Are there an infinite number of prime quadruples of the form $10n + 1$, $10n + 3$, $10n + 7$, $10n + 9$?

In base 10, any prime number greater than 5 must end with the digits $1$, $3$, $7$, or $9$. For some $n$, $10n + 1$, $10n + 3$, $10n + 7$, $10n + 9$ are all prime: for example, when $n=1$, we have that $11$, $13$, $17$, and $19$ are all prime. My question is, can anyone disprove the claim that there are an infinite number of such primes. (If you can prove it, that is fine, too, but seeing as it is a stronger form of the twin primes conjecture, I’d imagine that would be difficult).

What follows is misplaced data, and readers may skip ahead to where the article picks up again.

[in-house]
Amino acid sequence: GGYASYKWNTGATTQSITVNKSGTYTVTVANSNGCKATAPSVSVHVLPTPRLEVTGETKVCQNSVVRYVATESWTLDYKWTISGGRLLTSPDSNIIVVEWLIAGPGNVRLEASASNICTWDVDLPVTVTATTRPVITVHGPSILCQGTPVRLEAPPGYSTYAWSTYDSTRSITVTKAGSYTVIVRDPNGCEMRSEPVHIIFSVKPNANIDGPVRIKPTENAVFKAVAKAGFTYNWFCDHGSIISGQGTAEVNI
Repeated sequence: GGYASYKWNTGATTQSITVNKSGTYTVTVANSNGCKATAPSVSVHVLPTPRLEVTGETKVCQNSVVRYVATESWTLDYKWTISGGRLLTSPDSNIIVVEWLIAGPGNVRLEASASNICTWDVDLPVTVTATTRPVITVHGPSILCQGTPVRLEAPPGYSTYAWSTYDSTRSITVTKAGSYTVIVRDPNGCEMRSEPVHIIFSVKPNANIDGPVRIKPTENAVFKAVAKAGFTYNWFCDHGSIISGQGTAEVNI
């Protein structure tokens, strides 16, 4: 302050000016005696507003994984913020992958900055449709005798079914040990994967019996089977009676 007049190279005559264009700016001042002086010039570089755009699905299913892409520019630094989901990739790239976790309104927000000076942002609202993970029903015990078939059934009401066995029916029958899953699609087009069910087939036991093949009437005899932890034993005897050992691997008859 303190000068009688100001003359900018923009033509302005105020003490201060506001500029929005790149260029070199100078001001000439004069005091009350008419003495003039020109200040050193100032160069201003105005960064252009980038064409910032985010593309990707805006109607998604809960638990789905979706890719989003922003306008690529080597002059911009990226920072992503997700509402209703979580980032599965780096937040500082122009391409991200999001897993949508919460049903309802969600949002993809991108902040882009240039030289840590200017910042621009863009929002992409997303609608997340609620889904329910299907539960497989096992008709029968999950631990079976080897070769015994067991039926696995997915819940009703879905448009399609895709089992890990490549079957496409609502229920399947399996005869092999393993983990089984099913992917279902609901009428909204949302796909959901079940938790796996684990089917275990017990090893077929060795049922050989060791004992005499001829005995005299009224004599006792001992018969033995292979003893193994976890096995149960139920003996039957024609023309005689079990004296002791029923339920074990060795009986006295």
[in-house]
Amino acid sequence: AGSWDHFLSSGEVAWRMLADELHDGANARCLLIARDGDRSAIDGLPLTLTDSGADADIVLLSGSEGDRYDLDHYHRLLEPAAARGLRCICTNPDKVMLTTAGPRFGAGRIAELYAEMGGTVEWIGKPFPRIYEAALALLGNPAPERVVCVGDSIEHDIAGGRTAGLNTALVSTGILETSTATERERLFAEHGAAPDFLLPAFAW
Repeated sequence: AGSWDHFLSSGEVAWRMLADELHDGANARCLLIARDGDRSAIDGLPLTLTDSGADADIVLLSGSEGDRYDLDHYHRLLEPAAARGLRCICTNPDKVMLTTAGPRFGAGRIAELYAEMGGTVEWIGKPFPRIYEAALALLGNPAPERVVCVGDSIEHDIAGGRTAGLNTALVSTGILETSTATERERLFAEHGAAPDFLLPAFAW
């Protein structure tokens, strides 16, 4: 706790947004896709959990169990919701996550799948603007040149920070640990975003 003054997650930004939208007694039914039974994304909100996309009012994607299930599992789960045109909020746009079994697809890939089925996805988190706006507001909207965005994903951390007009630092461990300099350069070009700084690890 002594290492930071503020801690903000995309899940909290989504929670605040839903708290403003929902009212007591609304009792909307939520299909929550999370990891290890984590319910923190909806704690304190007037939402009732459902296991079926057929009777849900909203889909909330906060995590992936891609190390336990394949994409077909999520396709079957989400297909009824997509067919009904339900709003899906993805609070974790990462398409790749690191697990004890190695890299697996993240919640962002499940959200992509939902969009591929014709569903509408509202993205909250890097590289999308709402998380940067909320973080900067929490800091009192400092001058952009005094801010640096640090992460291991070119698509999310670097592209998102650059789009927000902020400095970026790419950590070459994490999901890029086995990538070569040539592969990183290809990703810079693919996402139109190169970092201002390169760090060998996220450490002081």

The only progress I’ve been able to make is to show that $n$ must be of the form $3k + 1$ by considering the system of modular inequalities
$$p \not\equiv 0 \mod{2}$$
$$p \not\equiv 0 \mod{3}$$
$$p \not\equiv 0 \mod{5}.$$

Beyond that, I don’t know where to go.

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